All this to say, Blake has been a very good analyst for a long time, is a basketball sicko (especially for the UCLA), was really high on Powell, and even he kind of threw his hands up about his shooting.

If I were the Raptors, Powell would be who I pointed to as the gold standard. Because, my god, his shooting development is absolutely insane. An imperfect, but fine, comparison as far as shooting talent goes would probably be Donovan Mitchell. It’s not a perfect comparison, but relative to their college numbers, both have scaled up similarly. Mitchell on higher volume and a little more efficiency in college, now on higher volume and slightly less efficiency. Powell is the hyper-efficient play finisher, Mitchell is the offensive engine.

Ready-made O.G., and a lack of diverse shooting

O.G. Anunoby can shoot the hell out of the basketball, and when you consider that he has the defensive talent to contend for a DPOY, he can really shoot the hell out of the basketball. The sexy blogger pick, who fell out of the top-10 because of a torn ACL, not because of a lack of tools. He came directly into the NBA and shot 37-percent from three. Much better than the 31-percent he shot from three in his last season at Indiana, but was his shooting development on a super highway somehow? Anunoby was rehabbing a torn ACL that he — incredibly, by the way — returned from in less than 10 months, playing opening night of his rookie season.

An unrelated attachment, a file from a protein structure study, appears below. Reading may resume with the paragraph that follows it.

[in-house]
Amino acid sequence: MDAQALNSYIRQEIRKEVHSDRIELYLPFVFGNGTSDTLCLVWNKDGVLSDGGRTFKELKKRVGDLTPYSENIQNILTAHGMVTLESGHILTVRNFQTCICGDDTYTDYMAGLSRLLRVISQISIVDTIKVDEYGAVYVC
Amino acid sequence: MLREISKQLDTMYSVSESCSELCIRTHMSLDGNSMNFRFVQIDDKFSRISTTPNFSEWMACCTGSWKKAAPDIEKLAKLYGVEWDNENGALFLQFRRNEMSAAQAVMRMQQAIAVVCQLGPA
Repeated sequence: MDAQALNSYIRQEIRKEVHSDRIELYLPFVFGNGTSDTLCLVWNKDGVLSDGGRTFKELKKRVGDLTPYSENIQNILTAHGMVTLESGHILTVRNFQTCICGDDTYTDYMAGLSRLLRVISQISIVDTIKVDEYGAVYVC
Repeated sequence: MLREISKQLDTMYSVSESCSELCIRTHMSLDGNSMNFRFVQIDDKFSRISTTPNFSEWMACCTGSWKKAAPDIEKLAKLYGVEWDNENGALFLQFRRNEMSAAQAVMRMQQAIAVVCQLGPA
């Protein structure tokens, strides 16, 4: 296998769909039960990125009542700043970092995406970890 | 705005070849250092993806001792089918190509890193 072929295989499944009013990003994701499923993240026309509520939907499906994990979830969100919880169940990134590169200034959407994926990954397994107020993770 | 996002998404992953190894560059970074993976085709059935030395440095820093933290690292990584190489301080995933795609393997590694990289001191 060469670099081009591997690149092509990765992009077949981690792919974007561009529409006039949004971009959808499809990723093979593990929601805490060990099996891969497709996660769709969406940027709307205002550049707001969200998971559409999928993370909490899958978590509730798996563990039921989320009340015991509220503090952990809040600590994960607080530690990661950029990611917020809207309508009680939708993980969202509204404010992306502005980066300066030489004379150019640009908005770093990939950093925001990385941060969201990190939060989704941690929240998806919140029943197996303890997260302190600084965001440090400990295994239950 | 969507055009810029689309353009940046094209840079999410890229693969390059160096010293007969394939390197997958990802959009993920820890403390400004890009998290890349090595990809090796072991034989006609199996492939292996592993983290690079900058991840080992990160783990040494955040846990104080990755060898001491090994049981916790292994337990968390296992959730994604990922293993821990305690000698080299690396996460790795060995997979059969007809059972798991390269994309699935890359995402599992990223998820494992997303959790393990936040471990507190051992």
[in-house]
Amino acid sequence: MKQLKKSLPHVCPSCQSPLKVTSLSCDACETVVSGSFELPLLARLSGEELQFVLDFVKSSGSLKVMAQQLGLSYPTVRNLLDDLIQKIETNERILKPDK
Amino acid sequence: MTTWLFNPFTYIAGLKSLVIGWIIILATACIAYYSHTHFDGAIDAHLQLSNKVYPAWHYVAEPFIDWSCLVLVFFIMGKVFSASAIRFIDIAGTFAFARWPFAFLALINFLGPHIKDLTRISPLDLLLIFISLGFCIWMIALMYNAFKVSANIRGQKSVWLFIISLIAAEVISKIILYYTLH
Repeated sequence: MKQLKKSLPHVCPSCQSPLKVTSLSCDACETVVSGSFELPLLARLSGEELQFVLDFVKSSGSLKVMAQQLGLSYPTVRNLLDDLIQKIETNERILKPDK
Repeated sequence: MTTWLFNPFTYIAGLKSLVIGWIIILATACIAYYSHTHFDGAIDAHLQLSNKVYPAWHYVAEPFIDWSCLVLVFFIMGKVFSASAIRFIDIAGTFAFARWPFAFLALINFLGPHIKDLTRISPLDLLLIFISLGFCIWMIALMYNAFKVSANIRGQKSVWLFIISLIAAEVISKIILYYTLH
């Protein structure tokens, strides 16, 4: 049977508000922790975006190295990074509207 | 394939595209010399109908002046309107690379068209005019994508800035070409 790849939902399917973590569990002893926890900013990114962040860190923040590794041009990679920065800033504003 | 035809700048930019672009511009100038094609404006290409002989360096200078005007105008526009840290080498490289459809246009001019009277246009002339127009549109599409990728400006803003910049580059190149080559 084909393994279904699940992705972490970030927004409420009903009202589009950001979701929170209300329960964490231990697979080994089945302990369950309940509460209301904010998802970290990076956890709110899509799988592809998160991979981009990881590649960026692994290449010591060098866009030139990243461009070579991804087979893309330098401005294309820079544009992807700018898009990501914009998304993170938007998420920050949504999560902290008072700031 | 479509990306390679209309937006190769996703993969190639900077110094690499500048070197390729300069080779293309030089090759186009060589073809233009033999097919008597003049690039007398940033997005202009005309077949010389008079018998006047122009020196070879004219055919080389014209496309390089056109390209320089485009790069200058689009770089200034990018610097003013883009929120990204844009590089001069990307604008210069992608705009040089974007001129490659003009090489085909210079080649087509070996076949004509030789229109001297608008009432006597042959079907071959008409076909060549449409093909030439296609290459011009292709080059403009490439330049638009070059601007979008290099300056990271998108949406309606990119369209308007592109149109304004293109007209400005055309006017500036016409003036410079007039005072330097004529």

This wasn’t even a guy that the Raptors immediately popped in the gym and put through the shooting motions. He was doing extensive rehab on his knee. He walked into the NBA, and shot the ball.

It’s become really good since then, too. But, Anunoby is very much a set shooter at this point in his career. Any foray into movement shooting or pull-up shooting completely disassembles his posterior chain and his shot becomes truncated and as low-efficiency as they come. He doesn’t have to be a movement shooter, though. If that day comes, fantastic, but he’s already incredibly good. Any other developments are icing on the cake.

But the question is, of course: Why aren’t the Celtics considered the land of shooting development for Jayson Tatum, Jaylen Brown, Terry Rozier, Marcus Smart, Grant Williams? When those players range from high volume/high versatility/decent efficiency to low volume/low versatility/high efficiency the same way some Raptors have? Who is taking credit for Jerami Grant’s shooting development, who went from 30-percent on miniscule volume in college, for example? Or De’Anthony Melton, who has shot 39-percent over his last 1000 three-pointers after shooting 28-percent in college. Those players, typically, get all the credit – as they should.